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Now, among the more interesting consequences that follow from this premise is that relations must be forged. Insofar as relations are external to their terms, insofar as objects are independent of their relations, where relations exist we can begin with the assurance that these relations were built or constructed. That is, things must be brought together. Here I must exercise caution for terms such as “construction” and “building” have strongly anthropocentric connotations, implying a builder that builds the relations. However, while humans are often among the agencies that build or construct relations, there are all sorts of other collectives where entities are drawn together without any human involvement whatsoever. For example, the genesis of the solar system from gaseous clouds in the remote past is an example of entities being drawn together or of relations being built without any human involvement at all. Consequently, in thinking the forging of relations we must be prepared to think an activity of construction without a constructor or an activity of building without a builder. Indeed, even in the case of building involving humans it would be a mistake to conclude that humans are the sole agency presiding over the activity of construction. The tools and materials we work with construct as well; and they do so quite independent of us. At any rate, for me, what is interesting is not so much the thesis that things are related (this privileges products and results over the activity of building and constructing), so much as the process by which things were built or constructed. It is here, of course, that we encounter the dimension of temporality; for bringing things together is something that takes place in time.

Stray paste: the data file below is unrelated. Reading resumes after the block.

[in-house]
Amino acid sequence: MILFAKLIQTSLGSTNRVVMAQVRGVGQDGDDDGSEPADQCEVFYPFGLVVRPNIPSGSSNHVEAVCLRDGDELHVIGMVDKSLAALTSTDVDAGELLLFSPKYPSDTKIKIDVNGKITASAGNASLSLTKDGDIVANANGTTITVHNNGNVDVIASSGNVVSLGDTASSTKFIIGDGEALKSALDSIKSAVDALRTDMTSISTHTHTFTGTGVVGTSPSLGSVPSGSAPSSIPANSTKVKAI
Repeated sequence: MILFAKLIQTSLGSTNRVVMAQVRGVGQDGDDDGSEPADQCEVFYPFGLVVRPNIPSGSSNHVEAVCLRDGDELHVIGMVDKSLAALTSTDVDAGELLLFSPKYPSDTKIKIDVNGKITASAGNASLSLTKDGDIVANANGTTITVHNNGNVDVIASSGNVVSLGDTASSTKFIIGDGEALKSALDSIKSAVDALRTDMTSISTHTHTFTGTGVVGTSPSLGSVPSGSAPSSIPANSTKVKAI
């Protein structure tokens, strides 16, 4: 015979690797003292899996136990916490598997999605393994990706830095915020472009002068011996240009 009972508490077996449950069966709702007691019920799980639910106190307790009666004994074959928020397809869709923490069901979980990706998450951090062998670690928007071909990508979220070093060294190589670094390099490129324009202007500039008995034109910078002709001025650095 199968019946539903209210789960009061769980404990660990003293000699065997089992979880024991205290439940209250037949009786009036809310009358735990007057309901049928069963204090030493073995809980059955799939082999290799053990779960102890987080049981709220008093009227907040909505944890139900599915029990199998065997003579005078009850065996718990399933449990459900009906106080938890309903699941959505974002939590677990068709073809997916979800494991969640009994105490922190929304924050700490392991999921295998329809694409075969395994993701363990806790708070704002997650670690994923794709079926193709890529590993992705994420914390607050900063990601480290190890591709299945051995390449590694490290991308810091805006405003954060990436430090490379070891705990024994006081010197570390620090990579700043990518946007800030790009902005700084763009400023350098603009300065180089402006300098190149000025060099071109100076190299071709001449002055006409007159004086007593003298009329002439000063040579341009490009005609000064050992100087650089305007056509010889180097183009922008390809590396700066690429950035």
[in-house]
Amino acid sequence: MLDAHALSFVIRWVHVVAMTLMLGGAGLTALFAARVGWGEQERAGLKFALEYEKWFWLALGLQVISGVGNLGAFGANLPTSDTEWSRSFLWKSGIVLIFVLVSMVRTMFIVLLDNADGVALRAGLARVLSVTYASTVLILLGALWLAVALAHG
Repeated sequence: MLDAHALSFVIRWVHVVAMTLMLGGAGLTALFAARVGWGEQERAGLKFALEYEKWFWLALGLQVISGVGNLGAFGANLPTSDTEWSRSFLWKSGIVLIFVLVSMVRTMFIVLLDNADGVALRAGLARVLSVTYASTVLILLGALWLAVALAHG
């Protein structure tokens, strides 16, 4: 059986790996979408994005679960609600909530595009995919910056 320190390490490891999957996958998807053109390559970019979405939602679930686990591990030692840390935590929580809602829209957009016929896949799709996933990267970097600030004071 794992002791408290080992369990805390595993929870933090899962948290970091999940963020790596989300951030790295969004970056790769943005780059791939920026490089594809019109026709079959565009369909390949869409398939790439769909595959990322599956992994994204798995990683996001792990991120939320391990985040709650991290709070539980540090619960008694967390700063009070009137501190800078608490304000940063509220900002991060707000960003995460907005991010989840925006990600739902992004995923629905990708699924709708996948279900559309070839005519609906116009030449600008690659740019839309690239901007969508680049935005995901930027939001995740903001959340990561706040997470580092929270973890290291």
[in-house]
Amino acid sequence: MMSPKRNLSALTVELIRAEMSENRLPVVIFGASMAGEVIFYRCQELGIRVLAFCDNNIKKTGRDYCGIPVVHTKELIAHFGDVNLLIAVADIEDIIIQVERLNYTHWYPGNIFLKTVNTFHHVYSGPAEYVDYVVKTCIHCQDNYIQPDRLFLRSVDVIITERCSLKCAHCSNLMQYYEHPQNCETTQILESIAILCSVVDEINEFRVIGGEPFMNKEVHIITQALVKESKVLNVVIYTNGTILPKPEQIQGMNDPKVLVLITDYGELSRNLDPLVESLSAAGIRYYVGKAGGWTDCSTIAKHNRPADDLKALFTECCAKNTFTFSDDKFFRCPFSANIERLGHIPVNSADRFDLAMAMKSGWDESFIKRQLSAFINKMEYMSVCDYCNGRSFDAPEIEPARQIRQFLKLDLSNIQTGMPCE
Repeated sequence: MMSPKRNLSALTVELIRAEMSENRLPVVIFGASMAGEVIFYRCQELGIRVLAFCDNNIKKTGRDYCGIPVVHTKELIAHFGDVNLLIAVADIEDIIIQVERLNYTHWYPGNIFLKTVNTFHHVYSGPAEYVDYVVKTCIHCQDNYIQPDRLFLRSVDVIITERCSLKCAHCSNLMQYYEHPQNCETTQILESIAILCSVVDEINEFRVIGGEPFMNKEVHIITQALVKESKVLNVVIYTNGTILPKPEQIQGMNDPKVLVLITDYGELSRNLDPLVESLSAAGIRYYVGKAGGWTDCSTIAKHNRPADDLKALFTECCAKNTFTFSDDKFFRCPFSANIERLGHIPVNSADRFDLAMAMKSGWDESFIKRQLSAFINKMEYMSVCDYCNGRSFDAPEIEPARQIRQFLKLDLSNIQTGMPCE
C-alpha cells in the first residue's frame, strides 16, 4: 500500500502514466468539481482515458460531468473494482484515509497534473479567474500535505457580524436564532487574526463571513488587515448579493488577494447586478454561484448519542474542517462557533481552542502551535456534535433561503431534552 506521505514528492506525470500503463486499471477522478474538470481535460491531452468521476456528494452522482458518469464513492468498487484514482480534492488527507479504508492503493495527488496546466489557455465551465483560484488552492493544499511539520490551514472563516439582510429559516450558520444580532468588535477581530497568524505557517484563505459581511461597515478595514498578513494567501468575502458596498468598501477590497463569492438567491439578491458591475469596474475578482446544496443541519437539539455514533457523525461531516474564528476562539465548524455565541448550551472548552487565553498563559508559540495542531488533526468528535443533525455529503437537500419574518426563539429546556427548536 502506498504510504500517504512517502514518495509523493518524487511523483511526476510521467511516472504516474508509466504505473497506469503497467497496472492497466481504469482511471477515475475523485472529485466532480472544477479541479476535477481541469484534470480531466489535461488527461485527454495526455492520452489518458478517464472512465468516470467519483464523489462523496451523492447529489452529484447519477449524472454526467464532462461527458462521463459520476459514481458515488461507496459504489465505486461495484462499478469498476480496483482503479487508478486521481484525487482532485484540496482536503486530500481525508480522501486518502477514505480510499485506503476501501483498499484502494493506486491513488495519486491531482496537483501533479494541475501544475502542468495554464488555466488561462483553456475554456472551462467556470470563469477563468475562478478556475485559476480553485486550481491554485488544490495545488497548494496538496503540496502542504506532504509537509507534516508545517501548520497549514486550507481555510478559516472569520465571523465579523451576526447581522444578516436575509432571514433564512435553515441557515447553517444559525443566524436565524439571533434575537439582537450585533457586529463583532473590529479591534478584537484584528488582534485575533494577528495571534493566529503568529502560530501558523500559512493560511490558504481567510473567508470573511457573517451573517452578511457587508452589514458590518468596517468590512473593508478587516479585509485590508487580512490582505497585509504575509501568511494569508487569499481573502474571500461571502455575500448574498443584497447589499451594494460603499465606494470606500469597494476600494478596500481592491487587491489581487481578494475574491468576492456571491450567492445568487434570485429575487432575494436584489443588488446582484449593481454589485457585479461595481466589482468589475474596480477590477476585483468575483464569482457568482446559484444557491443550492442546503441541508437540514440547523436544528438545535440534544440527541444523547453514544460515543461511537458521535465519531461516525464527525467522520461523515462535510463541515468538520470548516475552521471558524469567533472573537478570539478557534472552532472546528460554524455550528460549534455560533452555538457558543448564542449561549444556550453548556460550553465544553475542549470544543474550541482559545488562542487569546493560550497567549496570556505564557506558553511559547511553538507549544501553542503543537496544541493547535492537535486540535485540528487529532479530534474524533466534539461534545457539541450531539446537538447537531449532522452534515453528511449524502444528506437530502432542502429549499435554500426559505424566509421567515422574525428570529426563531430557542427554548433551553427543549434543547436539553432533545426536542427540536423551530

Forging relations takes work, and this work is a work that often changes the elements or objects involved or brought together (i.e., new local manifestations are generated). This point is stunningly illustrated with reference to the humble neutrino in physics. As articulated by Wikipedia,

A neutrino (Italian pronunciation: [neuˈtriːno], meaning “small neutral one”; English pronunciation: /njuːˈtriːnoʊ/) is an elementary particle that usually travels close to the speed of light, is electrically neutral, and is able to pass through ordinary matter almost undisturbed. This makes neutrinos extremely difficult to detect.